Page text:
PP Extraposition and the Order of Adverbials in English
Ad Neeleman, Amanda Payne
April 2018
 

In English, adverbials may intervene between the verb and a selected PP. We consider a range of analyses of this fact. The traditional account is that the PP shifts rightward across a right-adjoined adverbial (Stowell 1981). An alternative account is that the verb moves leftward across a left-adjoined adverbial (Pesetsky 1989, Johnson 1991). A third possibility is a hybrid account that assumes both extraposition and verb raising. Each of these analyses can be implemented in the traditional theory of phrase structure, or in more recent asymmetric/antisymmetric frameworks (Kayne 1994, Haider 2013, Larson 2014). Antisymmetry, for instance, can emulate PP extraposition through roll-up movement around the PP (Abels and Neeleman 2012). We argue that the order of postverbal adverbials favors an extraposition analysis, provided this analysis is combined with the auxiliary hypothesis that certain adverbials can direcly modify other adverbials (Rohrbacher 1994, Williams 2014). We also discuss which version of the extraposition analysis works best, suggesting that its symmetric implementation has the edge.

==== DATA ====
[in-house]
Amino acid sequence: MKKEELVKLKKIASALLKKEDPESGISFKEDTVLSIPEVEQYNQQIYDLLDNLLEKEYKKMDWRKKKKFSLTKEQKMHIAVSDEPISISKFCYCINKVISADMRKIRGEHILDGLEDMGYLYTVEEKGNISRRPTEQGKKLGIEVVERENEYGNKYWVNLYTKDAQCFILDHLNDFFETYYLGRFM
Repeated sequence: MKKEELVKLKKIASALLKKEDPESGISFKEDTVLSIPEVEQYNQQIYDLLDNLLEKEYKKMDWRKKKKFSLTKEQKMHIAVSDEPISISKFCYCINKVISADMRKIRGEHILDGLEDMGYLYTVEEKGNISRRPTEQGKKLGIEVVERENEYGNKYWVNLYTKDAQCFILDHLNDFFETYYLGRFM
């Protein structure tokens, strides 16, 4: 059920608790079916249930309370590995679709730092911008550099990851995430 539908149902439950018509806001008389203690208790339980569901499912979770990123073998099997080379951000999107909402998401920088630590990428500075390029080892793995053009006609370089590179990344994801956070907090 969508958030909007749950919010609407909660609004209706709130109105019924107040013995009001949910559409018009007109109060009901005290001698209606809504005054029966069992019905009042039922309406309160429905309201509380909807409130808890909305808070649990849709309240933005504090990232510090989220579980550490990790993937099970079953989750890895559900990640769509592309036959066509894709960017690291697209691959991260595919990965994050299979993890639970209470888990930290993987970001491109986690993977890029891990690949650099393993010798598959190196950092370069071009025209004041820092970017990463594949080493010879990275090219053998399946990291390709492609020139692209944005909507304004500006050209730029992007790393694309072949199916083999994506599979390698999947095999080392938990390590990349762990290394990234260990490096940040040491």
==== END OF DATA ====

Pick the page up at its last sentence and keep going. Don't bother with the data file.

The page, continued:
Format: [ pdf ]
Reference: lingbuzz/003663
(please use that when you cite this article)
Published in: UCL/University of Delaware
keywords: pp extraposition, verb raising, adverbial hierarchy, scope, amazon mechanical turk, syntax
previous versions: v1 [September 2017]
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